By Alberto Ferreras
Vecilla de la Polvorosa, Spain, Oct 31 (EFE).- For 12 years, the residents of the tiny northwestern Spanish village of Vecilla de la Polvorosa had nowhere in town to bury their dead. That changed three months ago when a new graveyard was opened, but no flowers have been laid at the new site yet as the hamlet – which is home to four nonagenarians – has still not lost any of its 88 souls.
The mayor of the town, Cesar Mayo, has jokingly urged locals to delay inaugurating the new cemetery. “You never know who will die first,” he tells Efe, calling on his constituents not to use the graveyard. “People must not use it, they must live on.”
Mayo calculates at least 20 deceased in the last 12 years who could not be buried locally due to the lack of space in the old cemetery, a figure that may be even higher if you add the children of the people who, although they no longer lived there, wished to be buried in Vecilla de la Polvorosa with their loved ones.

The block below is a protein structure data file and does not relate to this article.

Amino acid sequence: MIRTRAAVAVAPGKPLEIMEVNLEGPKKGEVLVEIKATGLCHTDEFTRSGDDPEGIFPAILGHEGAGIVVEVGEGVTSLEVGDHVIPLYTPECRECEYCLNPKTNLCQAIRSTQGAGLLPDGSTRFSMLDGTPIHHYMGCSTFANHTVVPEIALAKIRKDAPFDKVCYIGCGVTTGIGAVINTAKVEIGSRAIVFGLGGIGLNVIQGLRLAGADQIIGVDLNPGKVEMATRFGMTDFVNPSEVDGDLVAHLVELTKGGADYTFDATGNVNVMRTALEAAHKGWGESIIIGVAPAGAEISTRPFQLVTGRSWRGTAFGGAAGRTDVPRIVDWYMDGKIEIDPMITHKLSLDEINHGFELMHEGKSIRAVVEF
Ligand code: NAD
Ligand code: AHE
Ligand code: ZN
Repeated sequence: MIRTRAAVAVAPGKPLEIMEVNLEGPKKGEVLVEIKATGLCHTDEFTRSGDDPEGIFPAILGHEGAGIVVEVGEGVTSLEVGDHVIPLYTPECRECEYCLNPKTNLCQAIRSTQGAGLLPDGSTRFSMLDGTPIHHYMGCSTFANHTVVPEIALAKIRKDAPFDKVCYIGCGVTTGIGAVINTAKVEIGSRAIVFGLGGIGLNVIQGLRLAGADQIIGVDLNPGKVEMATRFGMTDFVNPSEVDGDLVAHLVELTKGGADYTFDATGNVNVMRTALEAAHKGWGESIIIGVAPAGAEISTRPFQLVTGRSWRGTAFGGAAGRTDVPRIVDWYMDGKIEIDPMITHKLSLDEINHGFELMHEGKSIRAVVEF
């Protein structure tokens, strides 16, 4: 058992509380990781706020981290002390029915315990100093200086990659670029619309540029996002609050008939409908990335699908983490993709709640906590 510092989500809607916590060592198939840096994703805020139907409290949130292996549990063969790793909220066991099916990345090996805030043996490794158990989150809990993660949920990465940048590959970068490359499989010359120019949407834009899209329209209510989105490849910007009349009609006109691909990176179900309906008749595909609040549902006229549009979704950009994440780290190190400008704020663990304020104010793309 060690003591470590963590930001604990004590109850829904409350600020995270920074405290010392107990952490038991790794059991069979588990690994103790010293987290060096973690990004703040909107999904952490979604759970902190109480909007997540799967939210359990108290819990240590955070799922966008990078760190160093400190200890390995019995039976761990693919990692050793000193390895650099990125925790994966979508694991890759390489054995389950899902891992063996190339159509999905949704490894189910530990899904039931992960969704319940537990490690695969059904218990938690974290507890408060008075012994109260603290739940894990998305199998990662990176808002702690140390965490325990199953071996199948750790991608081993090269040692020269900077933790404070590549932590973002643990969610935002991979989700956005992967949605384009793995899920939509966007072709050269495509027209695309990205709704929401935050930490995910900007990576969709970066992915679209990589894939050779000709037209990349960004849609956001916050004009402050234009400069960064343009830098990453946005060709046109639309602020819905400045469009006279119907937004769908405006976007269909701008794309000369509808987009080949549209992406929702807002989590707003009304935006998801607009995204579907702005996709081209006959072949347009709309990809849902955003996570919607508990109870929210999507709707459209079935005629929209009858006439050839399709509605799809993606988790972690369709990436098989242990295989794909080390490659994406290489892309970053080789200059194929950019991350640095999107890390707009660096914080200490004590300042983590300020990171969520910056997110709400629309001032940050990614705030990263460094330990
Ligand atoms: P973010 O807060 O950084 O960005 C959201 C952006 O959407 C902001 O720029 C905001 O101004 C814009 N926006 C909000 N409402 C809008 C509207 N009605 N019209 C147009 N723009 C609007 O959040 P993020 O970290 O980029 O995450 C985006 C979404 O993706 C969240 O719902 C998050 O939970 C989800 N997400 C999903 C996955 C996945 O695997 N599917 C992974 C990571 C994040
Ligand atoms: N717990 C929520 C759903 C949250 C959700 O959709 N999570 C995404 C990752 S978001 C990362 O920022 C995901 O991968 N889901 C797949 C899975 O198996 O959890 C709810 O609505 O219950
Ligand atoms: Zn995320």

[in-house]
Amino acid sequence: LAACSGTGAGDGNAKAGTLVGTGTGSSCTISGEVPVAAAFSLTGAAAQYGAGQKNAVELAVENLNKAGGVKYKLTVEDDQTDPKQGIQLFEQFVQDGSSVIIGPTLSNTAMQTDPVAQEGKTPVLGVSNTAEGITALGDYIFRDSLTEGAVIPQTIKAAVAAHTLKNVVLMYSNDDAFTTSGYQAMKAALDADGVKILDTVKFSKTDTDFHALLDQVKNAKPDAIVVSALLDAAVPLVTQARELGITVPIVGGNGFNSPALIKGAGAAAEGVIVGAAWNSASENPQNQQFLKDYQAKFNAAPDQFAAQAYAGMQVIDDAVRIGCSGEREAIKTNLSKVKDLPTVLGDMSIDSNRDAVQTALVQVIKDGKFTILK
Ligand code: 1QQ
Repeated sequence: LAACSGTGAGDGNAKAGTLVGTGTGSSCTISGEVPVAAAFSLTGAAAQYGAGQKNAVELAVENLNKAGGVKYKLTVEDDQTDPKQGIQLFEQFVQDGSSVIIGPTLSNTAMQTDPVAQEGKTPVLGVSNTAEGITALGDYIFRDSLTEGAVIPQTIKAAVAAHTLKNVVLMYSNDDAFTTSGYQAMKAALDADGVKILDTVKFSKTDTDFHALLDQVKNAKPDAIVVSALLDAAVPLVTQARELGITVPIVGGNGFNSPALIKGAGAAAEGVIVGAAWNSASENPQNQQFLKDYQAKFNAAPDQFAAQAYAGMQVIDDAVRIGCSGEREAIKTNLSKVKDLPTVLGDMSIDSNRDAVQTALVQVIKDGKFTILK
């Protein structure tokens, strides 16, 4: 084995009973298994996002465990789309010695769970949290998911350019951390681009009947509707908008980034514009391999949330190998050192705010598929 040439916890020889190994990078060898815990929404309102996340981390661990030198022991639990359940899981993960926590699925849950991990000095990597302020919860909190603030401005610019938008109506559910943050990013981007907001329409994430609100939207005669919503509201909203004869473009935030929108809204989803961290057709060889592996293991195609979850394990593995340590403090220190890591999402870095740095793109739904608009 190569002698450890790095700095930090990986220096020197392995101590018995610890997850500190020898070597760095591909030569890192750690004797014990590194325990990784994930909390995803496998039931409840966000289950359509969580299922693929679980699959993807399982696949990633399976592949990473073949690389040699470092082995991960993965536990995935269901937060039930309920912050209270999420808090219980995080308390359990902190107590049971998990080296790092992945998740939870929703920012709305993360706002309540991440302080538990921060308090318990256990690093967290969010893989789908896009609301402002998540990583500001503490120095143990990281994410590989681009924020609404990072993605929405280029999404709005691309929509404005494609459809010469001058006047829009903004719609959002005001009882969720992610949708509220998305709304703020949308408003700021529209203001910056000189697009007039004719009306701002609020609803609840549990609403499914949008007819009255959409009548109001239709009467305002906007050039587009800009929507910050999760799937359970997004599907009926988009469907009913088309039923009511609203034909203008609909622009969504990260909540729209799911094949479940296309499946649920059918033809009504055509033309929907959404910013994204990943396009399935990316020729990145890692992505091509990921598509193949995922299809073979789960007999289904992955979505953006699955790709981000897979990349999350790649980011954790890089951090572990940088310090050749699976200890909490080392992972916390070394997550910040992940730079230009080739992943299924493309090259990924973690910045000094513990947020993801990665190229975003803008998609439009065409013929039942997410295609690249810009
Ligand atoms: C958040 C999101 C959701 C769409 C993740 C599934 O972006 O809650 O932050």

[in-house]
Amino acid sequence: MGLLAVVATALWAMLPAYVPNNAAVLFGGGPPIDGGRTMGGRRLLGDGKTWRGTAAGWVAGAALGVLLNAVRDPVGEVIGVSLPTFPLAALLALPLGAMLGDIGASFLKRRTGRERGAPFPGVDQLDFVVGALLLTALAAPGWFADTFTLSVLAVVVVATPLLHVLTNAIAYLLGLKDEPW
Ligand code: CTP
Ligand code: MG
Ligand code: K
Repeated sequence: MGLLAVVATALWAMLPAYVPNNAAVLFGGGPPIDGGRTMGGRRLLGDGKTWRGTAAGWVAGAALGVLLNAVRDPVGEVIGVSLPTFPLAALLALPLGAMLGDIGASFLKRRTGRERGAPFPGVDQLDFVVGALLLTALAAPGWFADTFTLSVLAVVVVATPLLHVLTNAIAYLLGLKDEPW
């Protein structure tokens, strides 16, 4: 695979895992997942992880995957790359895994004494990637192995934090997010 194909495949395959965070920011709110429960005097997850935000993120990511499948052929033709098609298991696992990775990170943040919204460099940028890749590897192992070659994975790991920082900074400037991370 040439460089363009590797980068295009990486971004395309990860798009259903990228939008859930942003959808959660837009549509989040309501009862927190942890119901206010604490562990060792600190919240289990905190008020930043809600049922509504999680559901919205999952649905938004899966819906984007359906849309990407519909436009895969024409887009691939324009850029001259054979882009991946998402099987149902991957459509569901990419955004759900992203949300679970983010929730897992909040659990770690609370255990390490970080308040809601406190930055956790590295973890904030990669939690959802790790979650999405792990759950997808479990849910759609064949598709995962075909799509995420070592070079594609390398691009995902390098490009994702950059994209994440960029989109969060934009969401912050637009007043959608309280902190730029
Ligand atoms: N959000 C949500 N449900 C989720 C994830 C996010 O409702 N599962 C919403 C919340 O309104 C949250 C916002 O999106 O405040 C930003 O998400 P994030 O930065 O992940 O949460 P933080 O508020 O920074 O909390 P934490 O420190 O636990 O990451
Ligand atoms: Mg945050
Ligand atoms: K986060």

Another resident, Laurentino Peñín, who has gone to the old cemetery to honor his deceased relatives, explained that the years without space for new graves forced people to turn to cremation and others to bury their relatives in other towns, most in Benavente, the regional capital.
The story began in 2009, when the historic cemetery, located in the town center next to the church, ran out of space.
Extending the graveyard was impossible because of the proximity of neighboring homes, while a new proposed site had flooding issues, as well as delays with permits.
Between one thing and another, work on the new cemetery was not complete until the deadliest waves of Covid infections were overcome this year.
The mayor of Morales del Rey, Consuelo Posado, to whose council belongs Vecilla de la Polvorosa, has admitted that when she became mayor two years ago she made the cemetery her “main interest”.
While she is happy with the result, with alcoves on the sides and a zen garden in the middle with white stones, two statues of angels and an olive tree, she is most proud that locals can now lay their dead to rest with peace of mind.